News Daily: Corbyn anti-Semitism apology and 3D-printed gun ban

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'A cul-de-sac of blame'
Jeremy Corbyn has apologised before for "pockets" of anti-Semitism that exist within the Labour Party. Now, though, he has issued a personal apology for "on occasion" appearing on platforms alongside people whose views he "completely rejects". He said he had done so "in the past, in pursuit of justice for the Palestinian people and peace in Israel /Palestine". It comes after a senior Labour figure apologised after suggesting that Jewish "Trump fanatics" were behind anti-Semitism accusations.Mr Corbyn's opponents have long criticised his links to Palestinian militant groups Hamas and Hezbollah, but this particular apology came after the Times reported that he hosted an event in 2010 at which a Holocaust survivor compared Israeli policy to Nazism.The Labour leader said views were expressed which "he neither accepted nor condoned", but the comparison has particular significance right now. For weeks, Mr Corbyn has been strongly criticised for refusing to adopt, in its entirety, the International Holocaust Remembrance Alliance definition of anti-Semitism. What it hasn't accepted are the examples the IHRA lists - among them, comparing contemporary Israeli policies to those of the Nazis. BBC political correspondent Ben Wright says that while the government struggles to keep its plan for Brexit on the road, Labour appears to be stuck in a cul-de-sac of blame and recrimination on how it's tackling anti-Semitism.
Gun blueprints blocked
The printable gun was first seen in 2013, created by self-styled crypto-anarchist Cody Wilson, and it's been controversial ever since. Read more on its history. After a four-year legal battle, the US Justice Department surprised many last month by ruling in favour of allowing the blueprints to become available to all, meaning anyone could produce their own firearms without any experience or background checks. But now, amid fears it will lead to a massive rise in so-called ghost guns - unregistered weapons the government is unaware of and is unable to trace - a federal judge has stepped in to block the release of the software. Robert Lasnik said there were 3D printers in public colleges and public spaces and there was "the likelihood of potential irreparable harm".
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Grammars growing
Theresa May had to drop controversial plans to build a new generation of grammar schools after the last election, but nevertheless, BBC analysis shows there are 11,000 more grammar school pupils in England now than in 2010. And by 2021, the data suggests, the number of extra places created will be equivalent to 24 new grammar schools compared with eight years ago. Grammar schools are state-funded, selective secondary schools. Supporters say they boost social mobility, critics argue they do the exact opposite - here are both sides of that argument. The BBC's Reality Check has also investigated whether selectivity only benefits the better off.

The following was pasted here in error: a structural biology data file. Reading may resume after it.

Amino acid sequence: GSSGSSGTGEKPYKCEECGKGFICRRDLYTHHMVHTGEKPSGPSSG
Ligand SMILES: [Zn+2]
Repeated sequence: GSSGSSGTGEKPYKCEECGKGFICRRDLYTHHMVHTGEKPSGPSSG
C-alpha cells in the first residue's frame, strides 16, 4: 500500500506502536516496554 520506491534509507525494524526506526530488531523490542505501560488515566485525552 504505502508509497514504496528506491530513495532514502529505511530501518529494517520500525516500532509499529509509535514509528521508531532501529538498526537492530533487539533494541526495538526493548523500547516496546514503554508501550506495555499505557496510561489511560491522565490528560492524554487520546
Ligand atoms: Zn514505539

When fan culture turns toxic
By Michael Baggs, BBC Newsbeat reporterPete Davidson, the Saturday Night Live comedian engaged to Ariana Grande, recently quit Instagram. "The internet is an evil place and it doesn't make me feel good," he wrote. Pete had been targeted by some of the singer's most hardcore fans for writing "what a cutie" on a photo of Ari and her granddad. It wasn't the first time he had come under attack from Ariana's fans - known as Arianators - since the two started dating in May of this year. And it's definitely not the only example of fans turning toxic online.Read the full article
What the papers say
Labour's anti-Semitism row is widely discussed. The Daily Telegraph says Jeremy Corbyn has been "shunned" by his political allies as the issue threatens to engulf the party. We do not believe for one moment that Mr Corbyn is anti-Semitic, argues the Daily Mirror, but some of his devoted fans clearly have a problem with Jews. The i feels he has displayed a puzzling tin ear to protests that the party has been slow to eradicate anti-Jewish prejudice on its fringes. Theresa May's decision to cut short her holiday to meet French President Emmanuel Macron is seen as a positive development by the Daily Express. The Financial Times believes she will urge him to soften his stance on Brexit, but the Times says it's been told by a senior Elysee adviser that she should not have high expectations.
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